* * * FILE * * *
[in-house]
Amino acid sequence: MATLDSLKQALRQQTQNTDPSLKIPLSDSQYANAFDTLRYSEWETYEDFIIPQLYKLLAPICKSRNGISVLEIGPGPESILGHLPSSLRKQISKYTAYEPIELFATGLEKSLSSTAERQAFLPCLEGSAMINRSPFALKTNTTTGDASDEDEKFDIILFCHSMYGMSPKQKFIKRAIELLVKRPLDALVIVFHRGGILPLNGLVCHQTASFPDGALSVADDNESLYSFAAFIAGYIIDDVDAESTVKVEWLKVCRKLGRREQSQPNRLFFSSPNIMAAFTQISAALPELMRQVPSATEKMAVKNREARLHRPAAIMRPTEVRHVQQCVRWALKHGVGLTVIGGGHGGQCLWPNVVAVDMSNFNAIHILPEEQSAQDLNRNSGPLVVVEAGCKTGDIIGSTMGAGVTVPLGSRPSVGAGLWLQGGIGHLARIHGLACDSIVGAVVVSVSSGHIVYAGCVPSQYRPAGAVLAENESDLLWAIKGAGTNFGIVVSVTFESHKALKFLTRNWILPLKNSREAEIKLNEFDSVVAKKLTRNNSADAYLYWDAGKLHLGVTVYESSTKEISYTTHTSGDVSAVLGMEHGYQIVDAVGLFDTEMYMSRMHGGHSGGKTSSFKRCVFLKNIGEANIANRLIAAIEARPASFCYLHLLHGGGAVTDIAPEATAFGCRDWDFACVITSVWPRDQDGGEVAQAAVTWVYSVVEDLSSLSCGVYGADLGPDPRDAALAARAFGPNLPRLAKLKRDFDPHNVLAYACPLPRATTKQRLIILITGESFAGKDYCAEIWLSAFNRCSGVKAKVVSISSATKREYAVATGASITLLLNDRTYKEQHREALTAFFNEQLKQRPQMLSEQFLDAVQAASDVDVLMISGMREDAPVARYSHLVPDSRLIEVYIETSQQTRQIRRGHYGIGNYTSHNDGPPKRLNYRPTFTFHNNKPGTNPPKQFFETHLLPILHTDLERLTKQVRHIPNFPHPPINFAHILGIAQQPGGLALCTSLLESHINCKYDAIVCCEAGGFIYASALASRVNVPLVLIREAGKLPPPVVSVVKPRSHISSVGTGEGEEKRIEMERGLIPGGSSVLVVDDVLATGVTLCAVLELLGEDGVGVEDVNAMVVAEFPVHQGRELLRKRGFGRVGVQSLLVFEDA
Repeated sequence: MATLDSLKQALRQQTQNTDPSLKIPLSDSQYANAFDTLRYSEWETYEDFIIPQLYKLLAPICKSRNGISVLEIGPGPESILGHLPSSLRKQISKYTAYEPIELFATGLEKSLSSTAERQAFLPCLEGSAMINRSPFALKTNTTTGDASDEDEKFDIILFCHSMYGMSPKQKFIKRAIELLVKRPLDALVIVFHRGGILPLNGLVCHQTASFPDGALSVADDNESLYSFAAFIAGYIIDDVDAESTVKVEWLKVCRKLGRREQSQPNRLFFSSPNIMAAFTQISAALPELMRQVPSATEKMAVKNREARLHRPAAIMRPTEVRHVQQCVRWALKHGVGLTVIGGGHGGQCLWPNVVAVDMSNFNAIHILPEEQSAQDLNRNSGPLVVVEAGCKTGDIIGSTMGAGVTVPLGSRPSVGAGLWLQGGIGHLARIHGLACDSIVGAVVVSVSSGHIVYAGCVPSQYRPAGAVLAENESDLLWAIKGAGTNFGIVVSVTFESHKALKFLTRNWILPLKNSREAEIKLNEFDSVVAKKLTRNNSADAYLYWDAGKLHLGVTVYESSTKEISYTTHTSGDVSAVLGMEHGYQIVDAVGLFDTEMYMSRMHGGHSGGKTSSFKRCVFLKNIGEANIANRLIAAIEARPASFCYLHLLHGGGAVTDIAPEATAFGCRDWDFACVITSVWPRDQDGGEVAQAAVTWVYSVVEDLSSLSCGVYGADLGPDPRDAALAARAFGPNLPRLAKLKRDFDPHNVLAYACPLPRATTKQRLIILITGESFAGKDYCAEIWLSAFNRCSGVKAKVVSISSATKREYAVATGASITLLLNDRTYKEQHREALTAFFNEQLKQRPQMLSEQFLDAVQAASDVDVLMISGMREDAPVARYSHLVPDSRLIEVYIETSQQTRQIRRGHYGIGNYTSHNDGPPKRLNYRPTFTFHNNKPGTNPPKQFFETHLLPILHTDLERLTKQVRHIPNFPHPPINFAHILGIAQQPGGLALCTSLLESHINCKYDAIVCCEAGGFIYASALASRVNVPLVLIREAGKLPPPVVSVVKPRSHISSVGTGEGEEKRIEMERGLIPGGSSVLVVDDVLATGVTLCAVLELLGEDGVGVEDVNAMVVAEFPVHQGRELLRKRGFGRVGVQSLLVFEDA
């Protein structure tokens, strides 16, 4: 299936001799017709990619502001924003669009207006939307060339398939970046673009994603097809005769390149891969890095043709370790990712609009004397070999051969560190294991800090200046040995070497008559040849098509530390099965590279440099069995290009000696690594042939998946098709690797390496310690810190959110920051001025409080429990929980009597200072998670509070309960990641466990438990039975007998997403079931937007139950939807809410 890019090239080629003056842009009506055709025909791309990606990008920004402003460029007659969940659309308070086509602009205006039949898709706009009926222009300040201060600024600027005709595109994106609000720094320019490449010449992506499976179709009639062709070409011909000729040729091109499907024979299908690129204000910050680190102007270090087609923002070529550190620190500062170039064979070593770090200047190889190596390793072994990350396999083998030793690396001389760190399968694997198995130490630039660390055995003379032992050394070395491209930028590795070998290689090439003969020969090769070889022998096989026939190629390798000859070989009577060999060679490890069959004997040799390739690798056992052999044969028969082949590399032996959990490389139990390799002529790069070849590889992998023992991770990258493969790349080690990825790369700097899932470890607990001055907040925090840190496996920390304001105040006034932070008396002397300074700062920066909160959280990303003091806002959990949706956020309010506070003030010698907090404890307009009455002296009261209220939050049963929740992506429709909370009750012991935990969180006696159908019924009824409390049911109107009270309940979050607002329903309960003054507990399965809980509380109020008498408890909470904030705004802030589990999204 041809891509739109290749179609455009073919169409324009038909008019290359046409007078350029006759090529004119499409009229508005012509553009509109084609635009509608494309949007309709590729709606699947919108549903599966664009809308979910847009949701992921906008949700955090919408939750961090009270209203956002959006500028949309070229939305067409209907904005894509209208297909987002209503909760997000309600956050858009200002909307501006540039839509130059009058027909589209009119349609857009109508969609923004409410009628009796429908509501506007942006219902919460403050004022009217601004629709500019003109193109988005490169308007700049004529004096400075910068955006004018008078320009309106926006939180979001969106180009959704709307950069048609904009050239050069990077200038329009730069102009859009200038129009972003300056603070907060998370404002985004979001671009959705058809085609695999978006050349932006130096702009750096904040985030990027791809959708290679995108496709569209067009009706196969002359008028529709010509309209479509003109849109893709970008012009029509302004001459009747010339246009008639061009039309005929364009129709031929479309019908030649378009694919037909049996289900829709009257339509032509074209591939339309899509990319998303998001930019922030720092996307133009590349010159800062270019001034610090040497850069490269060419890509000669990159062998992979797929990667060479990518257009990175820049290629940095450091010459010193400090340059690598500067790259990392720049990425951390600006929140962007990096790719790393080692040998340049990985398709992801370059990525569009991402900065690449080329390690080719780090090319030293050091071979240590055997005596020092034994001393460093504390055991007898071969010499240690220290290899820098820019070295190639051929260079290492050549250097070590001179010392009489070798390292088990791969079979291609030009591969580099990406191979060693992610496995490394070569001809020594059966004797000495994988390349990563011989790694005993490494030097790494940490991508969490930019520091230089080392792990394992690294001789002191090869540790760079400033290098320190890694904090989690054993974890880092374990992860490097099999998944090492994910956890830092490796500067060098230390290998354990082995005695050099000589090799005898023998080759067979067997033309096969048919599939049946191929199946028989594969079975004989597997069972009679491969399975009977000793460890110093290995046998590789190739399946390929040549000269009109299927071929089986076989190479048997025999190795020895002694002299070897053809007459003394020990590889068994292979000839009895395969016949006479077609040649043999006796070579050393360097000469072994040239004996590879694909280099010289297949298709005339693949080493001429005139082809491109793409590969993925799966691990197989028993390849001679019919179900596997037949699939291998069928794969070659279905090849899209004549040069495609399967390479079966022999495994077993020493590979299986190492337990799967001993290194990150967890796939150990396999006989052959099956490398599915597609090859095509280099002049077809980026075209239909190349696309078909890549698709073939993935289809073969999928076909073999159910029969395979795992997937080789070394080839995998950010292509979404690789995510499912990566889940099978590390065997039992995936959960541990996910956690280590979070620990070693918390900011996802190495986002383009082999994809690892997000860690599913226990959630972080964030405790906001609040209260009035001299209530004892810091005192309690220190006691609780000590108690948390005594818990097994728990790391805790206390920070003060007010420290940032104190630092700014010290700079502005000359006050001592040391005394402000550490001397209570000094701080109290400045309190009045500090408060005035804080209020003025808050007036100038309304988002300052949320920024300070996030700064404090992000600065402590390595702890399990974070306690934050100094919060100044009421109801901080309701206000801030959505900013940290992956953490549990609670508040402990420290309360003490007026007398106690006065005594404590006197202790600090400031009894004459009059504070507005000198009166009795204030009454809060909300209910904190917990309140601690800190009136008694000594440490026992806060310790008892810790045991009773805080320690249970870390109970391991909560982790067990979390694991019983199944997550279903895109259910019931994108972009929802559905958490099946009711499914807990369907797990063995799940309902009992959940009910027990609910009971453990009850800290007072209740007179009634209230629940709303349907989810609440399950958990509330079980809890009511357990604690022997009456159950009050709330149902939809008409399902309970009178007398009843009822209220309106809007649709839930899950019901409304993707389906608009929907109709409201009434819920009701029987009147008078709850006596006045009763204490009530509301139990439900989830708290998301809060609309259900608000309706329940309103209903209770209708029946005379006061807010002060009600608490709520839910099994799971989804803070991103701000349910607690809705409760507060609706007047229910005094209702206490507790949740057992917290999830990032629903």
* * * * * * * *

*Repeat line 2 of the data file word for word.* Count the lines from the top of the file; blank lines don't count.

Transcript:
Amino acid sequence: MATLDSLKQALRQQTQNTDPSLKIPLSDSQYANAFDTLRYSEWETYEDFIIPQLYKLLAPICKSRNGISVLEIGPGPESILGHLPSSLRKQISKYTAYEPIELFATGLEKSLSSTAERQAFLPCLEGSAMINRSPFALKTNTTTGDASDEDEKFDIILFCHSMYGMSPKQKFIKRAIELLVKRPLDALVIVFHRGGILPLNGLVCHQTASFPDGALSVADDNESLYSFAAFIAGYIIDDVDAESTVKVEWLKVCRKLGRREQSQPNRLFFSSPNIMAAFTQISAALPELMRQVPSATEKMAVKNREARLHRPAAIMRPTEVRHVQQCVRWALKHGVGLTVIGGGHGGQCLWPNVVAVDMSNFNAIHILPEEQSAQDLNRNSGPLVVVEAGCKTGDIIGSTMGAGVTVPLGSRPSVGAGLWLQGGIGHLARIHGLACDSIVGAVVVSVSSGHIVYAGCVPSQYRPAGAVLAENESDLLWAIKGAGTNFGIVVSVTFESHKALKFLTRNWILPLKNSREAEIKLNEFDSVVAKKLTRNNSADAYLYWDAGKLHLGVTVYESSTKEISYTTHTSGDVSAVLGMEHGYQIVDAVGLFDTEMYMSRMHGGHSGGKTSSFKRCVFLKNIGEANIANRLIAAIEARPASFCYLHLLHGGGAVTDIAPEATAFGCRDWDFACVITSVWPRDQDGGEVAQAAVTWVYSVVEDLSSLSCGVYGADLGPDPRDAALAARAFGPNLPRLAKLKRDFDPHNVLAYACPLPRATTKQRLIILITGESFAGKDYCAEIWLSAFNRCSGVKAKVVSISSATKREYAVATGASITLLLNDRTYKEQHREALTAFFNEQLKQRPQMLSEQFLDAVQAASDVDVLMISGMREDAPVARYSHLVPDSRLIEVYIETSQQTRQIRRGHYGIGNYTSHNDGPPKRLNYRPTFTFHNNKPGTNPPKQFFETHLLPILHTDLERLTKQVRHIPNFPHPPINFAHILGIAQQPGGLALCTSLLESHINCKYDAIVCCEAGGFIYASALASRVNVPLVLIREAGKLPPPVVSVVKPRSHISSVGTGEGEEKRIEMERGLIPGGSSVLVVDDVLATGVTLCAVLELLGEDGVGVEDVNAMVVAEFPVHQGRELLRKRGFGRVGVQSLLVFEDA